• For a sporty take on a pair of skinny jeans: cut two long strips of masking tape to the same length of the trousers and stick them one inch apart on either side of a leg’s outer side seam. Using a thick paint brush and white fabric paint, fill in the area marked between the two strips of tape. Leave to dry. Peel away the masking tape to reveal a white stripe running down the jean leg. Repeat on the other side.
  • For a Versace-inspired maxi skirt: Cut a long thin triangular wedge up the side of your long, plain, floor-length skirt until about mid-thigh. Giant safety pin the two sides together leaving a clear split . More effective if the skirt is black and not too A-line.
  • For a Western-inspired pair of jeans: Cut out suede patches and hand-stitch onto the back pockets and knee area of the jeans. Match the edges of your patches exactly onto the seams.



  • Tie-dye that baggy, oversized pyjama t-shirt then casually wear half tucked in, half tucked out of your skinny jeans.
  • Spruce up your plain Peter-Pan collared top by sewing on a variety of colourful sequins onto the collar part.
  • Appliqué your initials onto a cabled cream cardigan or polo shirt for a retro back-to-school style.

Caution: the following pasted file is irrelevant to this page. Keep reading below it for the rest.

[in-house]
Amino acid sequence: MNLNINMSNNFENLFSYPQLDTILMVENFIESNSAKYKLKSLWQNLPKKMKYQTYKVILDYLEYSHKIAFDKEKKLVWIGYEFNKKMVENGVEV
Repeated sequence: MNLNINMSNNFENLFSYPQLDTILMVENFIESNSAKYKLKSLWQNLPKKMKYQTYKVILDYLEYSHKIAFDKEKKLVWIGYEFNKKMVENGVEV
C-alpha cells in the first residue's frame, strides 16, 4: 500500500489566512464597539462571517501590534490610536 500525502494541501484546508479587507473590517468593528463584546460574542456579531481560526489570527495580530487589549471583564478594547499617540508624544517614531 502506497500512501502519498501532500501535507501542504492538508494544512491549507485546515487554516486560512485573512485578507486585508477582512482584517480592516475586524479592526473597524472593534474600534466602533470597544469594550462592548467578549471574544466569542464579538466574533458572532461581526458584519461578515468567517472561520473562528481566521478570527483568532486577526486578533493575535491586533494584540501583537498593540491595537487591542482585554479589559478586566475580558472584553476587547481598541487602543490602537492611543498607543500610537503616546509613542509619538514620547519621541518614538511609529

• Rip off Zadig & Voltaire’s ridiculously priced skull t-shirt and cut out your own version into the back of your black or white tee. Your tee should have the right amount of slouch and fit quality. Tailor chalk will come in handy here.
  • Upgrade your button-up shirt or cardigan by replacing all the buttons on the garment. Ensure that none of your new buttons are the same as each other.
  • If you have an old tee you don’t want any more, cut it into strips and fashion the strips into an accordion-like pleat. Arrange into a rosette and secure by passing through some thread. Spruce up a plain tank top by sewing the rosettes around the neckline.
  • Give a long, men’s t-shirt an new look by sloppily painting the bottom half of the top in a different colour. Then cut the coloured section into thin strips so that you have a tasselled cropped top. Chop part of the sleeves off to get a nice cap-sleeve and leave the edges raw.



  • Cut the sleeves off your parka (better if thin and unlined) to obtain a long gilet. Wear over your leather jacket for a tough military look.
  • Wear your cape with a skinny patent belt and cinch in the waist of your puffy winter coat with a wide, bucked, leather belt.